The Sociology of Everyday Life

Space and Place in Symbolic Interactionism

Sport, Recreation and Leisure

Strategies for Teaching Symbolic Interactionism

SI & Environmental Sociology: Theoretical and Methodological Inheritances Symbolic Interaction, Community, and the Environment

Symbolic Interaction, Culture, and the Environment

Symbolic Interactionism and Natural Resource Management

Symbolic Interaction and the Non-Human Animal

Visual Methods and Analysis

War, Conflict and the Military


 Distinguished Lecturer: Joseph A. Kotarba

We are very pleased indeed to announce that Dr. Joseph Kotarba will be the SSSI Distinguished Lecturer at the 2016 Annual Conference. Dr. Kotarba is Professor of Sociology at Texas State University in San Marcos. The author of nine books and over 100 articles and essays, Joe has consolidated his broad interests in everyday life into a focus on culture. However, his first love remains the sociology of popular music, and it is that love which culminated in his book Baby Boomer Rock ‘n’ Roll Fans in 2013 for which he received the Charles Horton Cooley Award for Best Book from the Society for the Study of Symbolic Interaction. While his first love is music, Dr. Kotarba’s second love is the culture of medicine and he is presently writing a book on the evolving self-identity of the contemporary scientist in light of the movement towards translational, team science.   In addition to the Cooley Award as previously noted, Dr. Kotarba served as President of the SSSI in 1998, he received the SSSI’s George Herbert Mead Award for Lifetime Achievement in 2009, and the Society’s Mentor Excellence Award in 2010.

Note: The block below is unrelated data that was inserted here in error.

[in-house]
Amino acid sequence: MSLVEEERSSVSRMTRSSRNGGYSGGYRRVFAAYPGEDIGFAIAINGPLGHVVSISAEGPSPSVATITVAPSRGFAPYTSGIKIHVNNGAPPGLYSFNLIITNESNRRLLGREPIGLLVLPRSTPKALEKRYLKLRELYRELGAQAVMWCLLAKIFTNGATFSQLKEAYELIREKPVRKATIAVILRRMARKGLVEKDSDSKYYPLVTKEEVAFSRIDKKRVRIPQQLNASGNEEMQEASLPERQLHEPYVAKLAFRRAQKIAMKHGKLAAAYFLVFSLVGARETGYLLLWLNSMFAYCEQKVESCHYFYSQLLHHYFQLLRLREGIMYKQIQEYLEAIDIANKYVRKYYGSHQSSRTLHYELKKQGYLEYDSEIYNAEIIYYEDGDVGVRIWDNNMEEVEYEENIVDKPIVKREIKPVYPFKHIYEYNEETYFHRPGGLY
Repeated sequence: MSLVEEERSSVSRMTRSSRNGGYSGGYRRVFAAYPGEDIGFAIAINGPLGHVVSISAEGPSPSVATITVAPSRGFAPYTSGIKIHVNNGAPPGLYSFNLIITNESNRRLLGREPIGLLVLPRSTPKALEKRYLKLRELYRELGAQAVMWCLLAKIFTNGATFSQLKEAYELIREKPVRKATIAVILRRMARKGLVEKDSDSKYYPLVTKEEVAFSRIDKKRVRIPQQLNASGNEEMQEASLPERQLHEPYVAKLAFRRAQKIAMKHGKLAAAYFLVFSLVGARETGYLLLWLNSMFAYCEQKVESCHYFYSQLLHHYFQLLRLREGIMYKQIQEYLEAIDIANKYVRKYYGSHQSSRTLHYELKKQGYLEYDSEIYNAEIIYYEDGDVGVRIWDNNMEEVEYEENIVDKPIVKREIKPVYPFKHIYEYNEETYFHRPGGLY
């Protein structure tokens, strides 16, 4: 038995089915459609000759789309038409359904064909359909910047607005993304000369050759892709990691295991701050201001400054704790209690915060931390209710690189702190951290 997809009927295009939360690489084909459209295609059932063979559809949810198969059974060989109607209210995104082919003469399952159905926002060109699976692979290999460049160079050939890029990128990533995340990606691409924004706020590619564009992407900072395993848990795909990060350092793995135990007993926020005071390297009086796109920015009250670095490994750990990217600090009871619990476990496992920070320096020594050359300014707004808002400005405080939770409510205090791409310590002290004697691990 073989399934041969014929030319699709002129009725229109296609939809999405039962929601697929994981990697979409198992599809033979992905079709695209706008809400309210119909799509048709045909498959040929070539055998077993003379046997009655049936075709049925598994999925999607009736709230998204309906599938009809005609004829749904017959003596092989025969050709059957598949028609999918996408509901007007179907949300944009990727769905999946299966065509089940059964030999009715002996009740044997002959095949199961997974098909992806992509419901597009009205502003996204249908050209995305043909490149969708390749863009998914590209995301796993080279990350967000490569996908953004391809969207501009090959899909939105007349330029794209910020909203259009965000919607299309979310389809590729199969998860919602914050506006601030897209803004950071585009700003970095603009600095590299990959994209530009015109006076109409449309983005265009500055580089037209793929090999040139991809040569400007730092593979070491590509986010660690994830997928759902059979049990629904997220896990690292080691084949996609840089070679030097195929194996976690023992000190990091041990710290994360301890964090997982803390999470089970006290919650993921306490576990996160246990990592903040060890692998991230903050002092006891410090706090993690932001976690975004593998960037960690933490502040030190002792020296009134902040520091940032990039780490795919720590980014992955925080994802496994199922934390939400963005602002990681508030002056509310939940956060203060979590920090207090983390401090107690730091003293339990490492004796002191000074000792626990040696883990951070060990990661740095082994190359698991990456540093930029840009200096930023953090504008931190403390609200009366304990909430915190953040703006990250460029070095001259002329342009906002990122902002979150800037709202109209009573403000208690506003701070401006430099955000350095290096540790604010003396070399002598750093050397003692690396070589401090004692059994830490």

The W Seattle Hotel

On the edge of the financial district in downtown Seattle the W Seattle is a contemporary, slightly edgy, luxury hotel property that reflects the vibrant technology and music culture of Seattle and is a fitting setting for our annual conference. Located at 1112 4th Avenue, Seattle, WA, 98101 the hotel is easily accessible by public transportation from Sea-Tac Airport. The facilities being used by the American Sociological Association (ASA) and Society for the Study of Social Problems (SSSP) are within walking distance.